Skip to content

How to Forecast and Reforecast During Coronavirus

Before you begin reforecasting or budgeting for the next fiscal year, make sure your plan is as comprehensive and detailed as possible. A budget by donor type, program, campaign, and channel is an essential tool to help manage unpredictability and provide a framework when revenue or expenses need to change. 

Note that cost per dollar raised (CPDR) and return on investment (ROI) are probably not your best metrics to
use right now. Those metrics are too restrictive when planning in an unstable environment and can lead to eliminating some of your most loyal constituents or reducing your file size.

A few areas to consider when reviewing your revenue and response rates:

  1. Acquisition. Your acquisition response rates are most likely falling (in all channels). Assume this decreased response will last at least several more months. Your average gift is most likely flat or
    even increasing. If you’re seeing an increase in your digital CPA – especially on social – it is likely
    you will continue to experience an increased CPA for several months.
  2. Retention. Don’t cut back on your solicitation schedule; just be more targeted in who you mail or
    email. Put the most emphasis and money behind programs designed to retain donors before they
    lapse. If offline engagement and cultivation opportunities ultimately get cut, move them to online.
  3. Sustainers. Declines and cancellations are expected to remain higher than normal. 
  4. Lapsed donors. Lapsed response rates are likely to fall as donors either reduce or reprioritize their charitable giving budgets or reprioritize their giving.
  5. Long-term and mid-level donors. These donor cohorts are likely to see increases in their response and average gift. Donors who consider you a priority will continue to support you – and you can make the case for additional and upgraded giving.
  6. Email. Inboxes are full right now. That means you will probably need to increase your email frequency
    in order to get noticed. Just expect lower revenue per email, but more revenue due to the increased number of sends.
  7. DIY and Crowdfunding. DIY and Crowdfunding are poised to grow and are great fundraising tools for your most committed supporters, especially those that don’t have the charitable resources right now.
  8. Donor Advised Funds. DAFs are one of the most recession-proof giving vehicles. With increased promotion, you can expect an increased number of DAF gifts. You may see a lowered grant amount because portfolios are down, but make sure you’re asking for a larger grant amount and for donors to divest more of their portfolio.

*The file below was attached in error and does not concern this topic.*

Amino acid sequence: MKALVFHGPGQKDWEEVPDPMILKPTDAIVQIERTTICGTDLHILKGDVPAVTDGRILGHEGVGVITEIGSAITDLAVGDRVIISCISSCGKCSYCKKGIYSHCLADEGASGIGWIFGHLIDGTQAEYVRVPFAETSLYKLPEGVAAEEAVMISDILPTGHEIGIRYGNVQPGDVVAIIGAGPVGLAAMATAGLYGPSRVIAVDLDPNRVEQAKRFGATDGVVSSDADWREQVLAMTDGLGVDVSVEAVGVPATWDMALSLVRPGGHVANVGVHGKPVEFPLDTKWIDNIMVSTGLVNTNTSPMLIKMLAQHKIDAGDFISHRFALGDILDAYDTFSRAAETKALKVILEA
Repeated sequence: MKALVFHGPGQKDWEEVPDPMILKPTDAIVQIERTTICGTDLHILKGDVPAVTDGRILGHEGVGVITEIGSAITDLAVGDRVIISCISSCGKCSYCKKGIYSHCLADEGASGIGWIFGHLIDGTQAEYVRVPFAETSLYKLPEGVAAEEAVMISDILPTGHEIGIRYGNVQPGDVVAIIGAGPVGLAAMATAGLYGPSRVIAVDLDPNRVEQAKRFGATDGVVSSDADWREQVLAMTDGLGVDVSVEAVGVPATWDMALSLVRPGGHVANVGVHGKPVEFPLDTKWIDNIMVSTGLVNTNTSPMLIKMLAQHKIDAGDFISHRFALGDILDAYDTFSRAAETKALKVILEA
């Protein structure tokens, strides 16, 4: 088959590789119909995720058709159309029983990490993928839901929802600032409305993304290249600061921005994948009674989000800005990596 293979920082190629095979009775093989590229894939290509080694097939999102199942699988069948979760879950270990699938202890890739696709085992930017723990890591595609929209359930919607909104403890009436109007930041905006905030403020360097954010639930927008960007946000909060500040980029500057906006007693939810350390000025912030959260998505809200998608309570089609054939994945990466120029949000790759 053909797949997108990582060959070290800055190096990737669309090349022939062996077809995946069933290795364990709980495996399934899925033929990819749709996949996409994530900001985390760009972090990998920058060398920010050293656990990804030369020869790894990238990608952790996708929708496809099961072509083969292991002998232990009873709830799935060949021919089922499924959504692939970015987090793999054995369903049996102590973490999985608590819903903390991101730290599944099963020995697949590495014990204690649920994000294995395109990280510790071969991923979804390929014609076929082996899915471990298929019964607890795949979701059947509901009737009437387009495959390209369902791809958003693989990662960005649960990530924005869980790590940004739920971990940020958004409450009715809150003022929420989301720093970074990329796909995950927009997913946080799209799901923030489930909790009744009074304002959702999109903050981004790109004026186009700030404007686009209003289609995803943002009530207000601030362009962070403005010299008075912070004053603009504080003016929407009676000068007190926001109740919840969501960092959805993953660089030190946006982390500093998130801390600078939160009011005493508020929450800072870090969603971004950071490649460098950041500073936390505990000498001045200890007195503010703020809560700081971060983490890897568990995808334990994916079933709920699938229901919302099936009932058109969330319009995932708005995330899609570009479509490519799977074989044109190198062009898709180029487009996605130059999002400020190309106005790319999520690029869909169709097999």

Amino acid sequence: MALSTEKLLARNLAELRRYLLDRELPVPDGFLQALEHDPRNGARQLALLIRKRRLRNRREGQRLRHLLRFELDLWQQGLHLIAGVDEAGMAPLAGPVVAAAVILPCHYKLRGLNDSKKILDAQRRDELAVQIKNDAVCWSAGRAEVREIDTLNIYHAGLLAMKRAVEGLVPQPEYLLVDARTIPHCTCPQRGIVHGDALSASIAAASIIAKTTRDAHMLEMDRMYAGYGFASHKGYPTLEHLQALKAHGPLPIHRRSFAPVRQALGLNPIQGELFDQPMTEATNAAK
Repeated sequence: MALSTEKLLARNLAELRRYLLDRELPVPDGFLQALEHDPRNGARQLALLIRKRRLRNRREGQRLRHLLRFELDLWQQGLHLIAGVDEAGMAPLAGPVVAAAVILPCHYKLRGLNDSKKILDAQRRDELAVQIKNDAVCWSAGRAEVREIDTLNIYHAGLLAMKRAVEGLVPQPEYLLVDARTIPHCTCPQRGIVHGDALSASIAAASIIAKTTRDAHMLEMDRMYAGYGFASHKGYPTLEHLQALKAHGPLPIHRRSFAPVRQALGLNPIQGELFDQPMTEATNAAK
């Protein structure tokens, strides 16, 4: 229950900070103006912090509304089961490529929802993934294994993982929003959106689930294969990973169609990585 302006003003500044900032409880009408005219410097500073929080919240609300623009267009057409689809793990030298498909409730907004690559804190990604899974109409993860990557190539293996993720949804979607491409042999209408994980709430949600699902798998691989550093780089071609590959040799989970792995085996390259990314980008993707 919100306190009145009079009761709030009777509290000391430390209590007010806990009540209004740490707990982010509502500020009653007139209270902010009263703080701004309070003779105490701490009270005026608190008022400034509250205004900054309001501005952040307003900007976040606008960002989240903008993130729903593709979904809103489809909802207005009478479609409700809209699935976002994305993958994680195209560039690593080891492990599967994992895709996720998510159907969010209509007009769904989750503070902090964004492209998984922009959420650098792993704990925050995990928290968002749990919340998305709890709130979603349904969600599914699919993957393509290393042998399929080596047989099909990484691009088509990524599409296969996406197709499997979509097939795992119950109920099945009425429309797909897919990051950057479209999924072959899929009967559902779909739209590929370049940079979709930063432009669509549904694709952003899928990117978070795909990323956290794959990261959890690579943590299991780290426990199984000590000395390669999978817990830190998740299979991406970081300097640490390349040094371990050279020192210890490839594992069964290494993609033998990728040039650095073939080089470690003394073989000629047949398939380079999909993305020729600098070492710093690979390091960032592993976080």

9. Telemarketing. With everyone at home, many campaigns are seeing increased contact rates and longer call times. 
  10. Texting. This is another channel that’s seeing strong growth – and continues to grow during COVID-19. If you have an established program, expect this channel to generate more revenue. If you’re just starting out, then the revenue will be incremental. 

What about budget? Many fundraisers are being asked to cut budgets – either to make up for losses within the direct marketing program or in other areas. Cutting budget is never easy. Take some time to go through each line item individually, using a scalpel and not a hatchet. Here are some areas to consider when cutting budget and a few places where you may want to invest:

  1. Cut expensive testing. Now is not the time to test new premiums, expensive formats, etc. Most of your testing now will need to be retested once the fundraising environment has stabilized. 
  2. Reduce creative costs. Review past campaigns for potential reuses – in all programs and channels. Slight copy adjustments to reflect today’s environment are a lot less expensive than creating packages from scratch.
  3. Reduce production costs by eliminating expensive stocks, formats, finding ways to personalize without creating an additional match. Downgrade mid-level package specifications.
  4. Reduce direct mail costs by keeping your list as clean as possible and eliminating all business addresses (for now).
  5. Lower digital development fees or reduce time by creating more simple emails, forms, and landing pages. Right now, load times are longer than normal, so straightforward is best.
  6. Invest in modeling. Modeling is a great way to find your best acquisition targets, refine your house file segmentation, and optimize your acquisition campaign post-merge.
  7. Invest time into refining your digital advertising campaigns. Increase the number you have so each can be targeted to the right audience and a specific message. This also allows you to have more control over the budget.
  8. Invest in call center training. Whether inhouse or outsourced, your donor services team needs to be prepared to give options to encourage people to remain sustainers or continue their pledge payments. Consider outsourcing your inbound calls to ensure that you’re not losing revenue.
  9. Invest in analytics. Projections, budgeting, forecasting are just gut instinct. Use past and current data to make better decisions and predictions.

When reforecasting, don’t assume the worst. Your long-term, loyal donors will stay with you if you continue to properly steward and cultivate them. The CARES act also has some tax-incentives for all donors, including a charitable deduction for those who don’t itemize.

Also, remember that this is a new frontier for everyone. Stay informed about what’s happening now, review past trends for guidance, make the best plan you can, and remain dynamic and be ready to pivot.


Jessica Harrington, President, The Harrington Agency